by Ryan Leeds
Rick Hip-Flores is a seasoned musical director, having worked on several projects both on and off Broadway. Yet he, along with the cast of In Transit, is currently exploring unprecedented territory by being the first completely a cappella Broadway show.
The harmonic tuner is currently enjoying an open ended run at Circle in the Square and explores the daily grind for a diverse bunch of New Yorkers—complete with joy, frustration, dreams, and reality.
Hip-Flores recently spoke with the Broadway Blog to discuss the unique aspects of rehearsing and conducting what he considers a “tough beast to tame.”
A cappella singing used to have old-fashioned appeal with glee clubs and barbershop quartets. In the last few years, it’s become quite hip, thanks to groups like Rockapella, Straight No Chaser, Pentatonix and the Pitch Perfect movie franchise. What is it about this style that people find so appealing?
Immediately, I think people react to the human voice. The creative spirit of a cappella is that you don’t need to be classically trained to create music. A group of people can get together, create an arrangement and make it sound great. Mainly, there is an automatic connection when you hear the human voice. Instruments only emulate it.
With “cantata” (musically accompanied singing), it’s somewhat easier to blend singers who possess a variety of vocal skills and techniques, but with a cappella, there has to be a collective synchronicity. You clearly found the right blend with In Transit. What was the audition process like and how you were able to find the right talent?
These actors went through the hardest vetting process of any show I’ve been a part of. They had to sight read, sing in groups, and possess music theory knowledge. In terms of blending with the cast, we listened to their placement of vowels, how much vibrato they used, and other factors that aren’t considered as solo performers. On top of all this, they had to come across as engaging performers. There are many hats that have to be worn for In Transit.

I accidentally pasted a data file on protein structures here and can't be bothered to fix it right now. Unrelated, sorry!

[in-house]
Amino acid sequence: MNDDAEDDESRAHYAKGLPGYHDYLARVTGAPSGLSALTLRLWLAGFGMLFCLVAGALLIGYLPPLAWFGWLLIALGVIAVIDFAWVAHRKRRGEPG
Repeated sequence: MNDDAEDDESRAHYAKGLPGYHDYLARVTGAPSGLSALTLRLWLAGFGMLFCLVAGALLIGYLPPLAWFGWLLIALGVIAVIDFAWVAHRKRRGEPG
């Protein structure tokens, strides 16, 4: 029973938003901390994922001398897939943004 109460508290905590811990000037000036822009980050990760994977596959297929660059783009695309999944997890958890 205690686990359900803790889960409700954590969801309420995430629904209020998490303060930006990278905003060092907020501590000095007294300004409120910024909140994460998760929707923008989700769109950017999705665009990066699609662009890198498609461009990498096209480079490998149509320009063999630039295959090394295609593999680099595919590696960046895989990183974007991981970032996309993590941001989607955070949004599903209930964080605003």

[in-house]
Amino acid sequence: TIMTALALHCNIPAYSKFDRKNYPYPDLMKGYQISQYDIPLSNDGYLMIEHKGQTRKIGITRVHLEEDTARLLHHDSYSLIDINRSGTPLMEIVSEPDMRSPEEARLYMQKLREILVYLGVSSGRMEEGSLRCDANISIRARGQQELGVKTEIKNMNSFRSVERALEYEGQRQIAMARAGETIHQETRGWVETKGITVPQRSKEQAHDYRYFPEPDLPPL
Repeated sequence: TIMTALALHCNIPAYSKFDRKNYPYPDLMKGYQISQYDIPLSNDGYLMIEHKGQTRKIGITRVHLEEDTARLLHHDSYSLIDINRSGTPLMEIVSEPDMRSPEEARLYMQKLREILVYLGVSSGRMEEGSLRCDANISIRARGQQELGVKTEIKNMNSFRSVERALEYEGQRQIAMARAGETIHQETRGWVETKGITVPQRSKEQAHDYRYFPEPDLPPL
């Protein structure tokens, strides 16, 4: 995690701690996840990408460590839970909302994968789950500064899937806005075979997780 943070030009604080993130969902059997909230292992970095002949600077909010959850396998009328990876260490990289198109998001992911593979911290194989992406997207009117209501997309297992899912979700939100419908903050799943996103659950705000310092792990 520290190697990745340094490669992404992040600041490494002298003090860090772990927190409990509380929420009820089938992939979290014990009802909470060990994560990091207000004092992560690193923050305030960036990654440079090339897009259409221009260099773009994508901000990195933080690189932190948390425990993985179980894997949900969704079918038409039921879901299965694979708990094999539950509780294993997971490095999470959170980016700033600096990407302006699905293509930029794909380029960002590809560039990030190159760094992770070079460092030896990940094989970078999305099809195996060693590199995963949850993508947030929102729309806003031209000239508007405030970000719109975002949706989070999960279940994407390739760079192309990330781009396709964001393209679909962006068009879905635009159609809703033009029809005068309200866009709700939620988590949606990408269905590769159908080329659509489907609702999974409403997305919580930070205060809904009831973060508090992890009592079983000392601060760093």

How is the cast able to stay on pitch from the beginning of each show through the end?
In talking to people after the show, they are always blown away by the cast’s ability to do that, but I have to say that pitch is not the hardest part for them. The most difficult components are staying perfectly in sync rhythmically, keeping the same tempos, and finding the right volume and blend.
Did the cast come into rehearsals knowing the music or was that taught to them?
They all came in completely cold. A few of them had done prior workshops of the show, so they knew a little bit, but all of the parts had been rewritten anyway, so it was all new. The creative team told me that the first ten days would be spent solely on learning the score. In a typical rehearsal process, only three days would be spent on music. At first, I wondered how the cast would sit still for 80 straight hours of music rehearsal. To my surprise, they were extremely intent on learning it and getting it right and I think it shows in the final product.
I certainly don’t mean to imply that any of the performances in this show are akin to a lip-synced Mariah Carey performance but due to the amount of sounds coming from such a small ensemble, are any of the parts pre-recorded?
(Joking) Well, I wouldn’t tell you if they were. No. Nothing is pre-recorded. Even offstage singing is live. Sometimes, the cast may be changing a costume, moving a set piece, and singing their part at the same time. So the audience will hear the smooth sounds but have no idea what mayhem is going on behind the scenes.
Is this the first time you’ve worked at length in the a cappella arena?
It is. I worked on some arrangements in college, but this is the first time I’ve worked on it in this capacity. It has a whole series of challenges but I will take what I’ve learned from In Transit and apply it both to music that is not a cappella and instrumental music.
Besides the obvious addition of instrumentation, what are some of the challenges and differences between this show and other musical theater projects?
The biggest challenge is from the audience’s point of view. If you think about the energy that a band creates, you can turn up the volume and have the band providing the foundation for that energy. With a cappella, you don’t have the same dynamic variety and range and you have to create it all with the voice. Musically, it’s tough to create a varied evening through a cappella, but I think that the composers achieved it very well.
Circle in the Square
235 West 50th Street, NYC
Ryan Leeds is a freelance theatre journalist who lives in Manhattan. He is the Chief Theater Critic for Manhattan Digest and a frequent contributor to Dramatics Magazine. Follow him on Twitter @Ry_Runner or on Facebook.